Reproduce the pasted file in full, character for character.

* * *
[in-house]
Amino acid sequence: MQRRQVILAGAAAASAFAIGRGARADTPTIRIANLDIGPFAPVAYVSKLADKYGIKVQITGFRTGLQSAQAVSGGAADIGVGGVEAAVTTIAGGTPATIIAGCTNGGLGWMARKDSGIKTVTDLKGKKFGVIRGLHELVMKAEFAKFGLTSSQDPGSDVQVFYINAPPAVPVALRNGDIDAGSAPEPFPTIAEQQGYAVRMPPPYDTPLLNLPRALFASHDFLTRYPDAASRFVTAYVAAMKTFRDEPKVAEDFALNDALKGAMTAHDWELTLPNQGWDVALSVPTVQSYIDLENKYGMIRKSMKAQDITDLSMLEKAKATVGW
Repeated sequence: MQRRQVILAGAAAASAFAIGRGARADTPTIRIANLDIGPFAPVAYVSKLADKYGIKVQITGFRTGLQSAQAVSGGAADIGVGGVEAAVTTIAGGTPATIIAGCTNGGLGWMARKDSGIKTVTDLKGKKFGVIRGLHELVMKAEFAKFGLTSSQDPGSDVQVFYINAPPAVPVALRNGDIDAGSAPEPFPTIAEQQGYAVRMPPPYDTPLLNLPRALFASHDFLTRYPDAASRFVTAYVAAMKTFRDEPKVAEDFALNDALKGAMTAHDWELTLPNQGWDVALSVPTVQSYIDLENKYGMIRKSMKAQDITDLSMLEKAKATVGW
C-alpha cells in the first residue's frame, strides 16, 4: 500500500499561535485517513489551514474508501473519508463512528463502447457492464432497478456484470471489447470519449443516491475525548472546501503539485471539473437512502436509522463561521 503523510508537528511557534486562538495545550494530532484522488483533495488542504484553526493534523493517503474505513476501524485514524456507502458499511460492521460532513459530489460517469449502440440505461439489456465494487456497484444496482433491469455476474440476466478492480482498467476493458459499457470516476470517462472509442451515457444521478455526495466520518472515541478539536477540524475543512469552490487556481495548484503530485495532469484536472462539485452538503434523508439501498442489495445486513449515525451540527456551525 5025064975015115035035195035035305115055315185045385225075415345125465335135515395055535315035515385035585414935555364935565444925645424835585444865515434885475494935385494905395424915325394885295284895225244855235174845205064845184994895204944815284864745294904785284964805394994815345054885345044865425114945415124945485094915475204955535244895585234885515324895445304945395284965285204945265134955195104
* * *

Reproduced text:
[in-house]
Amino acid sequence: MQRRQVILAGAAAASAFAIGRGARADTPTIRIANLDIGPFAPVAYVSKLADKYGIKVQITGFRTGLQSAQAVSGGAADIGVGGVEAAVTTIAGGTPATIIAGCTNGGLGWMARKDSGIKTVTDLKGKKFGVIRGLHELVMKAEFAKFGLTSSQDPGSDVQVFYINAPPAVPVALRNGDIDAGSAPEPFPTIAEQQGYAVRMPPPYDTPLLNLPRALFASHDFLTRYPDAASRFVTAYVAAMKTFRDEPKVAEDFALNDALKGAMTAHDWELTLPNQGWDVALSVPTVQSYIDLENKYGMIRKSMKAQDITDLSMLEKAKATVGW
Repeated sequence: MQRRQVILAGAAAASAFAIGRGARADTPTIRIANLDIGPFAPVAYVSKLADKYGIKVQITGFRTGLQSAQAVSGGAADIGVGGVEAAVTTIAGGTPATIIAGCTNGGLGWMARKDSGIKTVTDLKGKKFGVIRGLHELVMKAEFAKFGLTSSQDPGSDVQVFYINAPPAVPVALRNGDIDAGSAPEPFPTIAEQQGYAVRMPPPYDTPLLNLPRALFASHDFLTRYPDAASRFVTAYVAAMKTFRDEPKVAEDFALNDALKGAMTAHDWELTLPNQGWDVALSVPTVQSYIDLENKYGMIRKSMKAQDITDLSMLEKAKATVGW
C-alpha cells in the first residue's frame, strides 16, 4: 500500500499561535485517513489551514474508501473519508463512528463502447457492464432497478456484470471489447470519449443516491475525548472546501503539485471539473437512502436509522463561521 503523510508537528511557534486562538495545550494530532484522488483533495488542504484553526493534523493517503474505513476501524485514524456507502458499511460492521460532513459530489460517469449502440440505461439489456465494487456497484444496482433491469455476474440476466478492480482498467476493458459499457470516476470517462472509442451515457444521478455526495466520518472515541478539536477540524475543512469552490487556481495548484503530485495532469484536472462539485452538503434523508439501498442489495445486513449515525451540527456551525 5025064975015115035035195035035305115055315185045385225075415345125465335135515395055535315035515385035585414935555364935565444925645424835585444865515434885475494935385494905395424915325394885295284895225244855235174845205064845184994895204944815284864745294904785284964805394994815345054885345044865425114945415124945485094915475204955535244895585234885515324895445304945395284965285204945265134955195104